Let’s Talk About…. Vicksburg, Part 2

On this trip down the Mississippi, I carried a small notebook and scribbled notes furiously. Visiting this national park, I was especially overcome by the enormity of this battle. The notes are mine and the facts as I understood from our guide.

Soon after Christmas, 1862, Grant, under orders from President Lincoln, came down personally from Memphis “to get the job done!” His 43,000 man army was on the west side of the Mississippi and it took two days to ferry the troops, horses and armaments, across the river.  It did help Grant’s cause that the Confederate generals were in-fighting; Johnston abandoned the town of Jackson as Grant approached. But Pemberton’s troops were well entrenched in a semi-circle around Vicksburg. As well as the Confederate army, there were 3500 citizens there. As the Union forces fought their way to Vicksburg, the net closed around the town, the resistance and battlements repulsing Grant four times. But Grant had way more men and Lincoln was re-supplying him with everything and anything he needed… “with bodies for the fire.”  Finally, after losing many men, Grant decided upon a siege as his only option.

On 25 May 1863, the siege of Vicksburg began. Grant held the superior position; he could call for help. Pemberton was just the opposite; his army was trapped and he had all those civilians to think about. Grant had 200 canons and they commenced firing one by one, every fifteen seconds around the clock. The 3500 non-combatants fled the city down to the bluffs along the river to live in tents and caves, anything to avoid the canon fire.  Survival was on their minds, not battles nor politics. (Pause to imagine life in a muddy cave, with nothing to eat or drink, hearing cannon balls tearing your home and city apart.)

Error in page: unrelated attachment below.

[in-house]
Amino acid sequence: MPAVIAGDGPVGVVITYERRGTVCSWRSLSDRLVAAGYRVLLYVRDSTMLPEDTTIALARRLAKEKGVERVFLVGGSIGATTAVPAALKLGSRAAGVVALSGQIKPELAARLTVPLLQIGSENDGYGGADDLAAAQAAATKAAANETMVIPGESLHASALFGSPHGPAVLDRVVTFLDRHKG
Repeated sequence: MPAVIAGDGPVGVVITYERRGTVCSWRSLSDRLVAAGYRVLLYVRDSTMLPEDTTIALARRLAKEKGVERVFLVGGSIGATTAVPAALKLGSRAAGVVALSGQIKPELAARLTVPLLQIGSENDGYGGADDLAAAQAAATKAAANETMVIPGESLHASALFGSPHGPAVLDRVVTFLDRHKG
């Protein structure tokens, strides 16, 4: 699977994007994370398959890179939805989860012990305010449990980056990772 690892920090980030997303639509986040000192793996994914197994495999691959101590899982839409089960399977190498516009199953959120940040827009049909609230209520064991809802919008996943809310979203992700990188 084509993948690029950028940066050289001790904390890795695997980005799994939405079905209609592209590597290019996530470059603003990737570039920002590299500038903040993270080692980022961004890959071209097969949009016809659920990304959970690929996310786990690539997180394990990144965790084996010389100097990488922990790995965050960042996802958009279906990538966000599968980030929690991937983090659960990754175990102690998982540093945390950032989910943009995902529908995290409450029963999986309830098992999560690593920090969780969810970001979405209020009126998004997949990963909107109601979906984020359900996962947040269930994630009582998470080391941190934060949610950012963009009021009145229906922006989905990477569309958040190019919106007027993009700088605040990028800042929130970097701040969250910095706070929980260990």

First the cows disappeared, then the horses. Next were the dogs and when, after 47 days, the troops and the citizens were reduced to eating rats, Pemberton surrendered on 4 July 1863,  the same day as the Battle of Gettysburg ended, signaling the end of the war. Union deaths from start to finish during the taking of Vicksburg were about 10,000 men. The Confederates lost about 9000.  These figures might reflect men killed, wounded or AWOL.

After Vicksburg, Lincoln realized that Grant had the guts to fight, versus so many other of his appointed Union generals (due to in-fighting and politics) that Lincoln appointed Grant to be General of the Army to finish the job of causing the Confederacy’s will to fight to crumble.

This is the field our guide was referring to. As we bus-toured the Vicksburg battlefield, our very knowledgeable guide paused at one point to help us imagine it as it was: Imagine a hilly-up-and-down field covering several football fields in length. You are told to charge (RUN!) from here to there in the sweltering July heat, carrying your nine pound rifle, being rather weak from too little food, and with iron balls fired from both sides raining down on you. The slaughter was horrible, “utter insanity,” said the guide.